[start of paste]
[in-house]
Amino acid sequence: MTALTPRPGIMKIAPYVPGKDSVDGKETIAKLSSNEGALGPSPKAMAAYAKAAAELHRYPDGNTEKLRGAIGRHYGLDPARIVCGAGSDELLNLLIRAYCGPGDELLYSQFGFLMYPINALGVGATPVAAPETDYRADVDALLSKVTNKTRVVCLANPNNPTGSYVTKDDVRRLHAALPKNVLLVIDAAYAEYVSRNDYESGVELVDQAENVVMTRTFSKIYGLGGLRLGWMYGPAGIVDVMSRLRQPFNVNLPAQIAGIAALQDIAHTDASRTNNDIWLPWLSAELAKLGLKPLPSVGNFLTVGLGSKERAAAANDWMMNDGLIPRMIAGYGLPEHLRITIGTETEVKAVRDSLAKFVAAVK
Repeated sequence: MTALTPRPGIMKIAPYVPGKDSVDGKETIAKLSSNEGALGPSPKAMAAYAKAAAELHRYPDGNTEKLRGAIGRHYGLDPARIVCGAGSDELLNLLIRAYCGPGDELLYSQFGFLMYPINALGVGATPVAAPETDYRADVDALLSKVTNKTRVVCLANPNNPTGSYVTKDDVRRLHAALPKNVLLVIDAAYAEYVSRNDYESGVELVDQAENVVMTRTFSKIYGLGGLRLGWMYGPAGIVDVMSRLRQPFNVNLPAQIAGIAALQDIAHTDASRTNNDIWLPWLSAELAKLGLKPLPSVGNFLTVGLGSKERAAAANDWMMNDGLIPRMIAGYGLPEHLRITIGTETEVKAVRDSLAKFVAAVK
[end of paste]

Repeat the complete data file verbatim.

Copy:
[in-house]
Amino acid sequence: MTALTPRPGIMKIAPYVPGKDSVDGKETIAKLSSNEGALGPSPKAMAAYAKAAAELHRYPDGNTEKLRGAIGRHYGLDPARIVCGAGSDELLNLLIRAYCGPGDELLYSQFGFLMYPINALGVGATPVAAPETDYRADVDALLSKVTNKTRVVCLANPNNPTGSYVTKDDVRRLHAALPKNVLLVIDAAYAEYVSRNDYESGVELVDQAENVVMTRTFSKIYGLGGLRLGWMYGPAGIVDVMSRLRQPFNVNLPAQIAGIAALQDIAHTDASRTNNDIWLPWLSAELAKLGLKPLPSVGNFLTVGLGSKERAAAANDWMMNDGLIPRMIAGYGLPEHLRITIGTETEVKAVRDSLAKFVAAVK
Repeated sequence: MTALTPRPGIMKIAPYVPGKDSVDGKETIAKLSSNEGALGPSPKAMAAYAKAAAELHRYPDGNTEKLRGAIGRHYGLDPARIVCGAGSDELLNLLIRAYCGPGDELLYSQFGFLMYPINALGVGATPVAAPETDYRADVDALLSKVTNKTRVVCLANPNNPTGSYVTKDDVRRLHAALPKNVLLVIDAAYAEYVSRNDYESGVELVDQAENVVMTRTFSKIYGLGGLRLGWMYGPAGIVDVMSRLRQPFNVNLPAQIAGIAALQDIAHTDASRTNNDIWLPWLSAELAKLGLKPLPSVGNFLTVGLGSKERAAAANDWMMNDGLIPRMIAGYGLPEHLRITIGTETEVKAVRDSLAKFVAAVK